For green, clean power, the choice is gas or coal
For environmentalists Hong Kong is at a cross roads. Hopes of a sustainable energy policy are vested in a Government review of both power generating firms' operating mandates. Under public scrutiny officials know fresh alternatives must get a proper sounding.
The fault line is shaping up as the proposed extension to Hong Kong Electric's (HKE) Lamma power station. Lobby groups have argued against the scheme of control, allowing power stations to be built with no apparent reference to real electricity demand. They are likely to be disappointed.
Radical overhaul of the system looks to be off the agenda as arguments centre on the type of power station to be built. In reality it looks to be the gas industry that is in play. HKE wants to build another coal burning station, but government pressure is for a gas alternative.
The issue is about Hong Kong's place in a wider energy nexus, being dictated by Guangdong province. HKE has mooted plans to import gas from overseas. According to a recent report this may involve capital expenditure of more than $20 billion.
The implication for the gas market is intriguing. Should the Li Ka-shing controlled firm start importing gas he will want to make it worth his while. That is not the kind of news Hong Kong and China Gas (HKCG), the effective monopoly supplier of Towngas, wants to hear.
The reason is the still poorly defined concept of a common carrier system. This envisages a new standard where operators use HKCG's pipe network to pump natural gas at the most competitive price. Rather like telecoms liberalisation, new operators would get instant access to its network.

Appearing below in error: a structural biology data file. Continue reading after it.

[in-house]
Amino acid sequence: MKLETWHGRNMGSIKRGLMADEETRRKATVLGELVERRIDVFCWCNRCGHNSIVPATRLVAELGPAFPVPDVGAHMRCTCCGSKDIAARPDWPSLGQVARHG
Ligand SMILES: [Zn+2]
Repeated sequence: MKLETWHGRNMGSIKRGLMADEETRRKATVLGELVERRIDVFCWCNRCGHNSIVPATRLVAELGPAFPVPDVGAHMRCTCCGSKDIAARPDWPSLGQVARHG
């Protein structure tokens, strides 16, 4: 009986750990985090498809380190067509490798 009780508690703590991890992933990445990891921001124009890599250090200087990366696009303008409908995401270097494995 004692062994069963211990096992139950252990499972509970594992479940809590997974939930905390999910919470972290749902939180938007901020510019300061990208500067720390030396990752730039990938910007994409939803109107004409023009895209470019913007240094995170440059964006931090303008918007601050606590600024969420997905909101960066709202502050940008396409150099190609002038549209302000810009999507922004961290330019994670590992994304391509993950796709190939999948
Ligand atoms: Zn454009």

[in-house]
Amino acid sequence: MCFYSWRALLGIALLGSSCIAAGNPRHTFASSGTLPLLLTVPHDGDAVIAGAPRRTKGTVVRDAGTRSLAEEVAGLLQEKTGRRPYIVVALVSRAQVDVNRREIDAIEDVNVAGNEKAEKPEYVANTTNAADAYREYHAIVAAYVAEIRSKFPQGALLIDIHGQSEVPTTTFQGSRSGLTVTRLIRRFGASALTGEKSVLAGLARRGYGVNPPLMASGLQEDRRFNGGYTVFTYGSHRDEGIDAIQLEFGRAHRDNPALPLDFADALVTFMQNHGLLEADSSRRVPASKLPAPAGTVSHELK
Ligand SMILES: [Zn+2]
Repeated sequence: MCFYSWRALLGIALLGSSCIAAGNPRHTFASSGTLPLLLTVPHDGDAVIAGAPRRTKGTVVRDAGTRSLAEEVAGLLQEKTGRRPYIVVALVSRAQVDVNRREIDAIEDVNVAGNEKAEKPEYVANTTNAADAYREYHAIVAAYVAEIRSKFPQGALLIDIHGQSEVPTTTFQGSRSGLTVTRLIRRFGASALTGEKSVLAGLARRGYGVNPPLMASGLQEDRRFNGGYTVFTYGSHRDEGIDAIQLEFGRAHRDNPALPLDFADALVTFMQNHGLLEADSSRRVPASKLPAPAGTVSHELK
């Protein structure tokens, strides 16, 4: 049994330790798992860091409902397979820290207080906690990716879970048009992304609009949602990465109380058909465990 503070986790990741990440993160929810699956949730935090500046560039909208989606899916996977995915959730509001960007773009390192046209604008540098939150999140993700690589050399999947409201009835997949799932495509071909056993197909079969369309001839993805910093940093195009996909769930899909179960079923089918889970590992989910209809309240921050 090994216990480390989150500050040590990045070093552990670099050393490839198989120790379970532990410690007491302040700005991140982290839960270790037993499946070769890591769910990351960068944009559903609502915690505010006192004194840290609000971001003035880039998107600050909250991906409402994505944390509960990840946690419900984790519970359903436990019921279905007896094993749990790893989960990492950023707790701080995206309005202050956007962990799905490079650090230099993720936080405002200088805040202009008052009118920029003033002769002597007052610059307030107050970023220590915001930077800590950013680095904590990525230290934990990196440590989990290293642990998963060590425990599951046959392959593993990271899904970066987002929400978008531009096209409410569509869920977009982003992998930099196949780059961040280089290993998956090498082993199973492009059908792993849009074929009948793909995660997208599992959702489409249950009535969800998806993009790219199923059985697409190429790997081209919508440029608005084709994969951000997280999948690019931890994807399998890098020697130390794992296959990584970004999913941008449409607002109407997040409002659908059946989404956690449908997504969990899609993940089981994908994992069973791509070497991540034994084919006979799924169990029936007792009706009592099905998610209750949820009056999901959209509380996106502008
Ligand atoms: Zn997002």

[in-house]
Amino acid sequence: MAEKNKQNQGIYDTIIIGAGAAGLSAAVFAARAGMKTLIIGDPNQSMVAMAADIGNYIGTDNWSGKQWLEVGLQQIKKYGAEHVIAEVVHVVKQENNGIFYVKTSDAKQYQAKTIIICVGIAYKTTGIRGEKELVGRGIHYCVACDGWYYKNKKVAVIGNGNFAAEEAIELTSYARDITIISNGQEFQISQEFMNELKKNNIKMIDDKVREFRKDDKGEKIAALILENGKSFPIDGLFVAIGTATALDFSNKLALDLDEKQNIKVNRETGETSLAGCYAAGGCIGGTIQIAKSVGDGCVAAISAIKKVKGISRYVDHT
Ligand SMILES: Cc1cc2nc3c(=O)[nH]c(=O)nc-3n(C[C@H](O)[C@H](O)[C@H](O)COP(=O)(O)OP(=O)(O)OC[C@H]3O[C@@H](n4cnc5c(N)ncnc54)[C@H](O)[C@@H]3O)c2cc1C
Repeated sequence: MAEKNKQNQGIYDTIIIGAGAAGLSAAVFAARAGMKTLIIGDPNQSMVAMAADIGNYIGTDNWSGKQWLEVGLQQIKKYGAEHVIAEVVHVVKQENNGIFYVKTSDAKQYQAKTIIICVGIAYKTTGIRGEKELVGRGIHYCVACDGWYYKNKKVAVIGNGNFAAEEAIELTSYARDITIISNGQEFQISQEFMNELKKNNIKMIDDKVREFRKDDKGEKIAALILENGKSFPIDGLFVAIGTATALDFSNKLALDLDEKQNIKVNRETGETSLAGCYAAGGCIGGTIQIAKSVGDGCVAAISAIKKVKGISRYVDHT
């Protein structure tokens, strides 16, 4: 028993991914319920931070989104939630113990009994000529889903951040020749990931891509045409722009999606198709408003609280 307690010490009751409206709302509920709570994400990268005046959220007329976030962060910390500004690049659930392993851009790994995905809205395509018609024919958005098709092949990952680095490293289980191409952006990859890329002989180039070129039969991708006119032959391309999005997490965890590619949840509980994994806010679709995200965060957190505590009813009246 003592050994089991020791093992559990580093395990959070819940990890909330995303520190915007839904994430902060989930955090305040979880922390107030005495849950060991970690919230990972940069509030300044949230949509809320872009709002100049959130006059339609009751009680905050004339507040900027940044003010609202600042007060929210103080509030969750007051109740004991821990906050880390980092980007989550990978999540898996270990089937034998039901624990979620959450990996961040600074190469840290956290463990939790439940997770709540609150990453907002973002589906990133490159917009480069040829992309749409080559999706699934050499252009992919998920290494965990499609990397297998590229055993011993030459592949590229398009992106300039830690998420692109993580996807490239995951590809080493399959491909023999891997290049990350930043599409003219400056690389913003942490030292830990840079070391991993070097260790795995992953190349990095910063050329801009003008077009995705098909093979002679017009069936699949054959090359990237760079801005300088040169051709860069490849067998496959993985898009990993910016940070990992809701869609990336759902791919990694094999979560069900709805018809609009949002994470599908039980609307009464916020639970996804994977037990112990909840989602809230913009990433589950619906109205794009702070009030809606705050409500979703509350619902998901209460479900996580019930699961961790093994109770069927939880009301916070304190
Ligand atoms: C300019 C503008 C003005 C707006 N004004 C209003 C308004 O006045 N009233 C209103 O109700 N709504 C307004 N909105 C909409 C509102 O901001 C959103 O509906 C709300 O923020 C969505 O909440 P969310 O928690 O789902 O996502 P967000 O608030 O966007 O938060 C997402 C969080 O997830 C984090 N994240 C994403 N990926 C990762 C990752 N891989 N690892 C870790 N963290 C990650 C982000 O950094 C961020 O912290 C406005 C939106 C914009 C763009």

The effect would be two-fold; competition forcing unit prices lower and huge write-offs on past capital expenditure. It is no surprise that HKCG last year revalued its pipe network at $19.4 billion - compensation for ending the monopoly would be based around this figure.
Then again, HKCG is not your regular monopoly. Unlike China Light & Power (CLP) or HKE it never received an exclusive franchise. Executives have long argued anybody can sell piped gas in Hong Kong - they just need to build the pipes.
Maybe, but with the Government seeing natural gas as a strategic imperative they will probably be forced to the table. An emerging regional market in natural gas leaves Hong Kong oddly importing crates of naphtha-based Towngas from Singapore.
And this is where the issue gets really tricky. Imagine a market such as the United States where households buy gas from a trunk network with local operators as little more than marketing agents. The result is a national standard and cheap prices.
Under such a scenario Hong Kong would have to modify all gas appliances to comply with natural gas specifications. Who will pay? HKCG will argue, with some justification, that it is not their problem. Any new gas deal demands multi-party consent on this issue.
Then there is the market leader. CLP runs a 1,000-kilometre pipeline supplying its Black Point power plant from Shekou. Why does HKE not simply strike a deal with its bigger competitor to buy its excess gas? After all, the last two units of Black Point have been scrapped leaving CLP with plenty to spare.
Quite simply HKE will demand guaranteed supply for at least 20 years. CLP's growing mainland commitments and a potential completion of Black Point some years hence make it unable to offer that assurance. Instead, HKE will become the conduit for cheap Asian gas from Malaysia, Indonesia or the Philippines.
Consumers will be promised cheaper cooking bills and a cleaner source of electricity. HKE may prefer a coal power station but with the scheme of control unchanged will probably not complain too much about its capital expenditure earnings.
HKCG major shareholder Lee Shau-kee is unlikely to roll over without a fight and will no doubt seek mainland gas contracts as compensation.
Environmentalists will have to try hard not to lose their belief in radical change.